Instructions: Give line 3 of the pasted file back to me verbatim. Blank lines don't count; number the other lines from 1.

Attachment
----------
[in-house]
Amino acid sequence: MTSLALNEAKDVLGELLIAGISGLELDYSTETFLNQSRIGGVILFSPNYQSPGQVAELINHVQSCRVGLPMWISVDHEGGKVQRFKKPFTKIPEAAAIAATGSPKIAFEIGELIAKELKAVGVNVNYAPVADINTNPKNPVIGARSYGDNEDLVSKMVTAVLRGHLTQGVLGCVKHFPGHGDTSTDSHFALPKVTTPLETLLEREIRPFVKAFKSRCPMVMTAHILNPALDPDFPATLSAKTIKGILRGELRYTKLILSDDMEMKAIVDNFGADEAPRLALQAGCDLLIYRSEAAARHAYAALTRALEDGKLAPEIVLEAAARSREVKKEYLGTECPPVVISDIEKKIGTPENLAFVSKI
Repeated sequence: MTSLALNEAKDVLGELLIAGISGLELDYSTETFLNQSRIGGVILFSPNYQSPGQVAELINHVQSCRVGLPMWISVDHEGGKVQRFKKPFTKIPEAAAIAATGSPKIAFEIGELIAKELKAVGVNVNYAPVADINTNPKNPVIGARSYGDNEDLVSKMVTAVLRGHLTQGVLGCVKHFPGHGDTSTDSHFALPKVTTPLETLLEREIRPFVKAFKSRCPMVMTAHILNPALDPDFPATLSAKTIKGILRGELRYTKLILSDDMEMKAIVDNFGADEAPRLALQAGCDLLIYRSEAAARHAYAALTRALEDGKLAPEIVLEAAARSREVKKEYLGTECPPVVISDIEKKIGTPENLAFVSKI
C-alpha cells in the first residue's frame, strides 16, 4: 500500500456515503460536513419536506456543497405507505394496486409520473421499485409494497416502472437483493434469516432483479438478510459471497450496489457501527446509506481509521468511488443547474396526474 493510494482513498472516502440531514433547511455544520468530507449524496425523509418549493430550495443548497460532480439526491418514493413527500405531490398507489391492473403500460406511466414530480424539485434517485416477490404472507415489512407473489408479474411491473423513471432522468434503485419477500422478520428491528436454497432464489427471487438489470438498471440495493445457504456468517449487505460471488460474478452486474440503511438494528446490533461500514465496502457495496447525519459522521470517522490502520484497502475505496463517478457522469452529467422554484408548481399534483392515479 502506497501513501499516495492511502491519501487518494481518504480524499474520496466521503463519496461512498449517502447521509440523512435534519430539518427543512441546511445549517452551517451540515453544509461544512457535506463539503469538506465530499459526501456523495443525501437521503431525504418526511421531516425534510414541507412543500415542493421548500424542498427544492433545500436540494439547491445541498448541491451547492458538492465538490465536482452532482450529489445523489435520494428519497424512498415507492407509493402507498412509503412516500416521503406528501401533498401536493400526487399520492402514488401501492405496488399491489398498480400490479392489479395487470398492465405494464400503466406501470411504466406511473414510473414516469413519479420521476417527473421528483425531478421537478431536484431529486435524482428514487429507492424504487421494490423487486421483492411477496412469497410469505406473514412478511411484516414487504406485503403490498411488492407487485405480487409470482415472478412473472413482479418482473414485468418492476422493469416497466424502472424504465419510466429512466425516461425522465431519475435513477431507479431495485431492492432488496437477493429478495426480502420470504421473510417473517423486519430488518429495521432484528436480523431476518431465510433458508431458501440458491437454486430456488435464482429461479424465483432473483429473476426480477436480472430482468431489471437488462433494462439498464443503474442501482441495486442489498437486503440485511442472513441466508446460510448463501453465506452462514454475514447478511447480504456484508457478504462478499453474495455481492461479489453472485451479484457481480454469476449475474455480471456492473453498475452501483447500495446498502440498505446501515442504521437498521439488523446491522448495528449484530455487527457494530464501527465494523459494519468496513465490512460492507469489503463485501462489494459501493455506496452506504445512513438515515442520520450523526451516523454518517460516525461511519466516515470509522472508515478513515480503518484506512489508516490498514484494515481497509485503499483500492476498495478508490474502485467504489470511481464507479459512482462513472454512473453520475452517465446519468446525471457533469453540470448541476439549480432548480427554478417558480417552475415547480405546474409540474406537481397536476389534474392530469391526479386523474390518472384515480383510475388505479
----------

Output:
Repeated sequence: MTSLALNEAKDVLGELLIAGISGLELDYSTETFLNQSRIGGVILFSPNYQSPGQVAELINHVQSCRVGLPMWISVDHEGGKVQRFKKPFTKIPEAAAIAATGSPKIAFEIGELIAKELKAVGVNVNYAPVADINTNPKNPVIGARSYGDNEDLVSKMVTAVLRGHLTQGVLGCVKHFPGHGDTSTDSHFALPKVTTPLETLLEREIRPFVKAFKSRCPMVMTAHILNPALDPDFPATLSAKTIKGILRGELRYTKLILSDDMEMKAIVDNFGADEAPRLALQAGCDLLIYRSEAAARHAYAALTRALEDGKLAPEIVLEAAARSREVKKEYLGTECPPVVISDIEKKIGTPENLAFVSKI